But employees were not connected with the Skullcandy story. They weren’t saying, “I’m so excited to be here.” In fact, they were on LinkedIn looking for new jobs.

The brand lacked clarity: You could find it in off-price retail outlets like T.J. Maxx, and they had forgotten who their core customer was.

The Skullcandy team started rebuilding the company culture from the bottom up. They clarified their values: passionate, gritty, team-first, optimistic, authentic to youth culture, and fun. And to make sure these were not just words, the company started ending team meetings, or “Skull Huddles,” with stories about how the company was living those values.


Skullcandy’s headquarters are next to a ski area, and, according to Darling, “when there is fresh powder, [we pretend] it’s Saturday!” Considering it was on a slope that the founding insight for the company was born, employees are encouraged to go skiing. And since the company was also born of action sports and being active, there is also access to company and team workouts, mountain biking, trail runs, and other sports together. “It is a lot like being back in college,” Darling said.

Company executives also stopped working in offices and now occupy cubicles with the rest of the team to increase communication.

Skullcandy created personas of its core customers, giving them names and characteristics: Aaron (male) and Sal (female). It explores how these “muses,” as Darling calls them, fill their days with audio. For example, on a train, Aaron and Sal listen to their phone or watch a movie. When they get to work, they’re listening on the computer. At the gym they want earphones that don’t fall out. Skullcandy clarified its brand ethos to being fun, young, and irreverent in a way that is creative and active.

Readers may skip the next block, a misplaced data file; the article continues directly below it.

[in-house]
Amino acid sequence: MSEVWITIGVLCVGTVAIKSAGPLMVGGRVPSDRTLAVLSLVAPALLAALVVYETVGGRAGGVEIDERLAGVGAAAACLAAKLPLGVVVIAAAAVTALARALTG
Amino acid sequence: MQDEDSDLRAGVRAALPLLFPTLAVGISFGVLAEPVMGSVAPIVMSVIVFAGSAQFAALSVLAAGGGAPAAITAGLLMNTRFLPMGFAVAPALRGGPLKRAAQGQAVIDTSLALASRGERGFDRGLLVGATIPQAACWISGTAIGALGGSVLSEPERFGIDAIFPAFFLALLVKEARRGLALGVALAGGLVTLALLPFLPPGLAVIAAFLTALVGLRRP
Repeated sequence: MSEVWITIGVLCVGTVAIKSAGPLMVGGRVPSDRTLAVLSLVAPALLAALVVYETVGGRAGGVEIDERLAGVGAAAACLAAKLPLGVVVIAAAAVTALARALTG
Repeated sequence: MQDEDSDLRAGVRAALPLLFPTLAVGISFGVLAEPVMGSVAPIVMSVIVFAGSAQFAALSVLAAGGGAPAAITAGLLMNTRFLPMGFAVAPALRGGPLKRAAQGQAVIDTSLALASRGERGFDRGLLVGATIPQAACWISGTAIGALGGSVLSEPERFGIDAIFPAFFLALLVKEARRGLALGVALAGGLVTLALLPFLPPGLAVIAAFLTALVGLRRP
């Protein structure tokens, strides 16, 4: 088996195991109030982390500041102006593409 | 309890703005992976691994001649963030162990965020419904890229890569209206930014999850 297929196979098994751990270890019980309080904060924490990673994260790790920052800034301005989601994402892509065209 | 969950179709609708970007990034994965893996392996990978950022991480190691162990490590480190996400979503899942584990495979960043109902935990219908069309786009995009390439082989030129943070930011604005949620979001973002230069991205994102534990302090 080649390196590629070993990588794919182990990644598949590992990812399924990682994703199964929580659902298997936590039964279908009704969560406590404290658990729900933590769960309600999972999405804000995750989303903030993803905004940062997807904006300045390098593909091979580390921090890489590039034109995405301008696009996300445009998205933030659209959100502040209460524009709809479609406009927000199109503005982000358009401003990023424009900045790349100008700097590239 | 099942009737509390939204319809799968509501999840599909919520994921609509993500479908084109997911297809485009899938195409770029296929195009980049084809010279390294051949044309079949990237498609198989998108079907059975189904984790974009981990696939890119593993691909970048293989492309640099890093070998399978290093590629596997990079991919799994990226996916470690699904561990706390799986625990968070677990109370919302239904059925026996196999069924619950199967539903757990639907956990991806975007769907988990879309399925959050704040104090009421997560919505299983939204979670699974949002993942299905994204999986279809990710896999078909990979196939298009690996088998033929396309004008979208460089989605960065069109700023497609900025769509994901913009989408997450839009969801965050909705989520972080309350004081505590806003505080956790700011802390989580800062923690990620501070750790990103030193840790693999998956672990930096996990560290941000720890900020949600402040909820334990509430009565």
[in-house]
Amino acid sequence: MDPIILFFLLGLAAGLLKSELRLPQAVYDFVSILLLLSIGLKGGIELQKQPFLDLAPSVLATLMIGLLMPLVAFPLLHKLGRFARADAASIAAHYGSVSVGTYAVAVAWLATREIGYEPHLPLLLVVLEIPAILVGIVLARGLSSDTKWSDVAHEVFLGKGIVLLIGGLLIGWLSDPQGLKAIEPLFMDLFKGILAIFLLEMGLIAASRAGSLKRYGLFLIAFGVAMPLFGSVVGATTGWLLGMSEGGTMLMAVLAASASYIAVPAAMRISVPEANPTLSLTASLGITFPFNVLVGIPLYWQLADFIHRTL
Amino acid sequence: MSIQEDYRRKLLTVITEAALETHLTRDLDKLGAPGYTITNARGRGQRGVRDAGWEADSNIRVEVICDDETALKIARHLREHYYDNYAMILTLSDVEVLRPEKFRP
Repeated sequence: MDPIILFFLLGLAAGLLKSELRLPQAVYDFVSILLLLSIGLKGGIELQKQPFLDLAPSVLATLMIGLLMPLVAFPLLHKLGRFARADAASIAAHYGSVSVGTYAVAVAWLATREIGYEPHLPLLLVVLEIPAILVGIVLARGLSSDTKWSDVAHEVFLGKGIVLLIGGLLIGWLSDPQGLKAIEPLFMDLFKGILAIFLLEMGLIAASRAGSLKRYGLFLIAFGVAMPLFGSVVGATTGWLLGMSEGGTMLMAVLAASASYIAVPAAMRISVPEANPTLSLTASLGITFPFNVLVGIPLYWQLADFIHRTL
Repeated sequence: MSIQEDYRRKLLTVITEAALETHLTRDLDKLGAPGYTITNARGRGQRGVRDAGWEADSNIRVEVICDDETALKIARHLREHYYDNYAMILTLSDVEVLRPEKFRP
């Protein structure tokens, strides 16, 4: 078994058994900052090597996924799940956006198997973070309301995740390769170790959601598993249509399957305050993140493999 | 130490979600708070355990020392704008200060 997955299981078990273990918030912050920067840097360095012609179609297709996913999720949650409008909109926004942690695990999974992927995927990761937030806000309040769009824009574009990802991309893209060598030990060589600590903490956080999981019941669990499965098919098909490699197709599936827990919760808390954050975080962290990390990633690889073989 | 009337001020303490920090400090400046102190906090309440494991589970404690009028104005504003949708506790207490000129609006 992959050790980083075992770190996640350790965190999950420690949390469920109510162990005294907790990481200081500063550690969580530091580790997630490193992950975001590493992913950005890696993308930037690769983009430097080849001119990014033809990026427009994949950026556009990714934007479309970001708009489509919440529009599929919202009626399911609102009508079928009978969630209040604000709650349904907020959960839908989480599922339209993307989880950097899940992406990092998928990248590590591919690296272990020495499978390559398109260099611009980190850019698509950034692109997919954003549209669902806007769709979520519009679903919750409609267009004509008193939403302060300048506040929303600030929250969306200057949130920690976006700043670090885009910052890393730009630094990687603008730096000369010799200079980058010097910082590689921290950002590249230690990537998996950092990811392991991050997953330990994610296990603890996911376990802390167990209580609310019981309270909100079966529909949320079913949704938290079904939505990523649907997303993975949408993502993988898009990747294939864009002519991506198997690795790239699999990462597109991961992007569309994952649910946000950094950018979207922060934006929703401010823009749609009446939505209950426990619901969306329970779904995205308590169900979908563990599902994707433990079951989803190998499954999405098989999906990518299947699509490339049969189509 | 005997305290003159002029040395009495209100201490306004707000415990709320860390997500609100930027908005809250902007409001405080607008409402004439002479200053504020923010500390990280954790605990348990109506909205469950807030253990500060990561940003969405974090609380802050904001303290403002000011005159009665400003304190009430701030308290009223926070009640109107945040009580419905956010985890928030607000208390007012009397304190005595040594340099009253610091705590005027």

In Darling’s view, the strategy is working: Employees are engaged authentically with the brand and customer. The products are more about being disruptive with how “Sal” and “Aaron” experience audio versus just optimizing. And Skullcandy is starting to tell emotional stories.

Darling never promised investors they would see financial improvement early on, believing “at the end of the day, the financials will come.”

Re-ordering the turnaround formula isn’t just a win for Skullcandy and its investors; it’s a win for its employees, customers, and anyone who believes that growth and success begin with people, not financials.


About the author

Author of Outthink the Competition business strategy keynote speaker and CEO of Outthinker, a strategic innovation firm, Kaihan Krippendorff teaches executives, managers and business owners how to seize opportunities others ignore, unlock innovation, and build strategic thinking skills. Companies such as Microsoft, Citigroup, and Johnson & Johnson have successfully implemented Kaihan’s approach because their executive leadership sees the value of his innovative technique. Kaihan has delivered business strategy keynote speeches for organizations such as Motorola, Schering‐Plough, Colgate‐Palmolive, Fortune Magazine, Harvard Business Review, the Society of Human Resource Managers, the Entrepreneurs Organization, and The Asia Society